Afghan government officials say they remain unsure of the authenticity of the cease-fire declaration. Hekmatyar has said in the past that he will not join the political process in Kabul until all international forces have left Afghanistan.

The statement has been aired by a private television channel and is being circulated in Kabul. It says members of Hekmatyar's militant Islamic Hizb-e Islami movement have "stopped and refrained" from killing other Muslims and destroying the country in order to participate in "political activity."

Ahmed Rashid, a Pakistani journalist and author of the book "Taliban," said on July 19 that he is skeptical that all Hizb-e Islami fighters would heed such a cease-fire in the absence of a videotaped declaration by Hekmatyar himself. "Obviously, if it's true, it would be an enormous boost to the government of Afghanistan," Rashid said. "But Hekmatyar has blown hot and cold many, many times in the last few years. Just three months ago, he came out first talking about a possible rapprochement with the regime and then saying he would never have a rapprochement. So we really don't know where he stands at the moment. And I think that unless it becomes clearer -- possibly with Hekmatyar himself appearing in some kind of video announcing a cease-fire -- unless it becomes clearer, I would be still very skeptical that all of Hizb-e Islami would stop fighting."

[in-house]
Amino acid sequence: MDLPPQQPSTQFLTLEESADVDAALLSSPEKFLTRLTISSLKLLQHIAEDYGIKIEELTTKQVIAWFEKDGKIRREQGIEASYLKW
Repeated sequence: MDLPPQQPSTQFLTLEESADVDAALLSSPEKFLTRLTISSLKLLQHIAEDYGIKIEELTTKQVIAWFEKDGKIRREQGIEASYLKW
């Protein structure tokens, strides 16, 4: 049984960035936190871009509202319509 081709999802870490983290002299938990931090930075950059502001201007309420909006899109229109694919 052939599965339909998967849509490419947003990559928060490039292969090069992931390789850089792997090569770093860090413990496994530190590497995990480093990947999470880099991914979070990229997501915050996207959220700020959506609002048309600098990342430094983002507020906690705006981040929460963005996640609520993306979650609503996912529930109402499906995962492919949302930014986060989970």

Hekmatyar's Hizb-e Islami is the larger and more radical of two Islamist mujahedin movements with the same name, which translates as "Party of Islam." The origins of Hekmatyar's group were in the Muslim Youth movement of the 1960s that opposed the secularization of Afghan society and the emergence of Marxist groups at Kabul University.

Forced underground during the 1970s and 1980s, Hekmatyar fled to Pakistan, where he fought against the Soviet occupation of Afghanistan by carrying out isolated raids. Those raids later developed into the kind of modern guerrilla warfare that helped end the Soviet occupation.